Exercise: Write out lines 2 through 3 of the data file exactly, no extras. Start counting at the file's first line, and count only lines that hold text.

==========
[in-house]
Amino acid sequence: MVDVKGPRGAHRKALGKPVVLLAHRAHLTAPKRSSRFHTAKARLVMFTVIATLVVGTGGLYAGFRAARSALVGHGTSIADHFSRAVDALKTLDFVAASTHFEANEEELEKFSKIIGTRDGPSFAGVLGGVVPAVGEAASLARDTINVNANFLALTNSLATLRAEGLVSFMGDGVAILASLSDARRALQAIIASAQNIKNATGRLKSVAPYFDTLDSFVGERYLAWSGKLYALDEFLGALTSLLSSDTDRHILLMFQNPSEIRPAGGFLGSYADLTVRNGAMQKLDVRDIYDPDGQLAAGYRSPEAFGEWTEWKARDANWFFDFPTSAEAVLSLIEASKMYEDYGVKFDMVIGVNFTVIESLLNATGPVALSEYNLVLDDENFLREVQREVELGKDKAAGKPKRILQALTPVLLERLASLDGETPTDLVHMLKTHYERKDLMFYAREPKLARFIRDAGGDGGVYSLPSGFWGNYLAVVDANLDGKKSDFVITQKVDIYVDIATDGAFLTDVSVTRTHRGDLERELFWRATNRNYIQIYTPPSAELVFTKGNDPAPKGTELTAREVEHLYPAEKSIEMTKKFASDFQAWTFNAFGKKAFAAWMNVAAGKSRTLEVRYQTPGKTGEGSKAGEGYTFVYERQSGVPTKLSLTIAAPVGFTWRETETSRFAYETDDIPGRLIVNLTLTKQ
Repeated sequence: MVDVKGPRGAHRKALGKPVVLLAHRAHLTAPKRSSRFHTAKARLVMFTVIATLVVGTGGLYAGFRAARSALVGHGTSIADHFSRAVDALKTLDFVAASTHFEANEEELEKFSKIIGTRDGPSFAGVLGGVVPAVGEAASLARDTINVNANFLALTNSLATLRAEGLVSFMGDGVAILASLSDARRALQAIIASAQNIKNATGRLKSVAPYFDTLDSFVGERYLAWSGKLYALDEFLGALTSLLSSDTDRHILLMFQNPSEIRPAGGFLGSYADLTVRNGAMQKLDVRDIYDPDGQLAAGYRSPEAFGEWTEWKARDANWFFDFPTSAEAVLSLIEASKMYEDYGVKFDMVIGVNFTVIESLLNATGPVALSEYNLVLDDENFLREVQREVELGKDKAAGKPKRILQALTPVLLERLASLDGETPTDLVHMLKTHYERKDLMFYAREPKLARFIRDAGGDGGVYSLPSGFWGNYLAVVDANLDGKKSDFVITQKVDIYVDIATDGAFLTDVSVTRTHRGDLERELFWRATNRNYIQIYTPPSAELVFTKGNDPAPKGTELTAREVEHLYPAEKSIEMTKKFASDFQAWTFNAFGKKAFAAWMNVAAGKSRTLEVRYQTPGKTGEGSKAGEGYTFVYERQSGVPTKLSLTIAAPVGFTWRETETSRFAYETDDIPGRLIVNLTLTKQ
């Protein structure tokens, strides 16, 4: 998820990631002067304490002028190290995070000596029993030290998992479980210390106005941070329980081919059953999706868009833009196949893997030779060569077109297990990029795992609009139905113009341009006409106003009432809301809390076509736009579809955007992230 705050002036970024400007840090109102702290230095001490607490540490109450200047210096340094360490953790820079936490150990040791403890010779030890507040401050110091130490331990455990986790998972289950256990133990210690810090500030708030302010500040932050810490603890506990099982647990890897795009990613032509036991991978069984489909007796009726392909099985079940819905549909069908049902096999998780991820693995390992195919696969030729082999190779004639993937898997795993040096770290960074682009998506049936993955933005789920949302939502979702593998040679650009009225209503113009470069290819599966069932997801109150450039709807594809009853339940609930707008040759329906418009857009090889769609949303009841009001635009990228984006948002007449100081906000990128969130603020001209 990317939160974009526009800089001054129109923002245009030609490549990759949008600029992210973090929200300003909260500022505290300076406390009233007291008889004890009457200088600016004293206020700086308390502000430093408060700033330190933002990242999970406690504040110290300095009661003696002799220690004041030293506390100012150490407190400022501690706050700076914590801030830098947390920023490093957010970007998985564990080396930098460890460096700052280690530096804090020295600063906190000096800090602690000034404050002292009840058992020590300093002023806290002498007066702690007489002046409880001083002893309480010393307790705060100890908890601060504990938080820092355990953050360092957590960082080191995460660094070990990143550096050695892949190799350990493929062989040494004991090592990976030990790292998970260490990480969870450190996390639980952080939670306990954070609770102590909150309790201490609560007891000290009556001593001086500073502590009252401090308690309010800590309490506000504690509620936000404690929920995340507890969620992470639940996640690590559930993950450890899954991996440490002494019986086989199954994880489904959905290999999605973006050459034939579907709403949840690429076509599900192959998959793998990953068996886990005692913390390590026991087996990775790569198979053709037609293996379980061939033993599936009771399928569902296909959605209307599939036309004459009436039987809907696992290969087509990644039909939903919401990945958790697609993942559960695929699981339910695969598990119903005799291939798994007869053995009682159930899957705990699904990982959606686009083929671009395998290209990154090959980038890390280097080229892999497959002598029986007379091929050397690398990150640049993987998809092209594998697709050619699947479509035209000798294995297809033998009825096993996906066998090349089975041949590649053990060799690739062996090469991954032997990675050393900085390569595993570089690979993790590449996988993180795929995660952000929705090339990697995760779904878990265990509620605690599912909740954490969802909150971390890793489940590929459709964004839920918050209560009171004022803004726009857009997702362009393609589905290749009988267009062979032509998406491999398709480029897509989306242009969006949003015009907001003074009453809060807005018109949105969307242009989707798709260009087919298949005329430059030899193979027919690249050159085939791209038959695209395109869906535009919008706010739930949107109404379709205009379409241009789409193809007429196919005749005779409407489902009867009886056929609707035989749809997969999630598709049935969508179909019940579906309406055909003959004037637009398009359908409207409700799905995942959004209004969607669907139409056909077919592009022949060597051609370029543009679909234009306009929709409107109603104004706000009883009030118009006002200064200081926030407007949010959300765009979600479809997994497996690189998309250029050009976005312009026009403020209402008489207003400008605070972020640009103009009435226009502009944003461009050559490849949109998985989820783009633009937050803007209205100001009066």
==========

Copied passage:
Amino acid sequence: MVDVKGPRGAHRKALGKPVVLLAHRAHLTAPKRSSRFHTAKARLVMFTVIATLVVGTGGLYAGFRAARSALVGHGTSIADHFSRAVDALKTLDFVAASTHFEANEEELEKFSKIIGTRDGPSFAGVLGGVVPAVGEAASLARDTINVNANFLALTNSLATLRAEGLVSFMGDGVAILASLSDARRALQAIIASAQNIKNATGRLKSVAPYFDTLDSFVGERYLAWSGKLYALDEFLGALTSLLSSDTDRHILLMFQNPSEIRPAGGFLGSYADLTVRNGAMQKLDVRDIYDPDGQLAAGYRSPEAFGEWTEWKARDANWFFDFPTSAEAVLSLIEASKMYEDYGVKFDMVIGVNFTVIESLLNATGPVALSEYNLVLDDENFLREVQREVELGKDKAAGKPKRILQALTPVLLERLASLDGETPTDLVHMLKTHYERKDLMFYAREPKLARFIRDAGGDGGVYSLPSGFWGNYLAVVDANLDGKKSDFVITQKVDIYVDIATDGAFLTDVSVTRTHRGDLERELFWRATNRNYIQIYTPPSAELVFTKGNDPAPKGTELTAREVEHLYPAEKSIEMTKKFASDFQAWTFNAFGKKAFAAWMNVAAGKSRTLEVRYQTPGKTGEGSKAGEGYTFVYERQSGVPTKLSLTIAAPVGFTWRETETSRFAYETDDIPGRLIVNLTLTKQ
Repeated sequence: MVDVKGPRGAHRKALGKPVVLLAHRAHLTAPKRSSRFHTAKARLVMFTVIATLVVGTGGLYAGFRAARSALVGHGTSIADHFSRAVDALKTLDFVAASTHFEANEEELEKFSKIIGTRDGPSFAGVLGGVVPAVGEAASLARDTINVNANFLALTNSLATLRAEGLVSFMGDGVAILASLSDARRALQAIIASAQNIKNATGRLKSVAPYFDTLDSFVGERYLAWSGKLYALDEFLGALTSLLSSDTDRHILLMFQNPSEIRPAGGFLGSYADLTVRNGAMQKLDVRDIYDPDGQLAAGYRSPEAFGEWTEWKARDANWFFDFPTSAEAVLSLIEASKMYEDYGVKFDMVIGVNFTVIESLLNATGPVALSEYNLVLDDENFLREVQREVELGKDKAAGKPKRILQALTPVLLERLASLDGETPTDLVHMLKTHYERKDLMFYAREPKLARFIRDAGGDGGVYSLPSGFWGNYLAVVDANLDGKKSDFVITQKVDIYVDIATDGAFLTDVSVTRTHRGDLERELFWRATNRNYIQIYTPPSAELVFTKGNDPAPKGTELTAREVEHLYPAEKSIEMTKKFASDFQAWTFNAFGKKAFAAWMNVAAGKSRTLEVRYQTPGKTGEGSKAGEGYTFVYERQSGVPTKLSLTIAAPVGFTWRETETSRFAYETDDIPGRLIVNLTLTKQ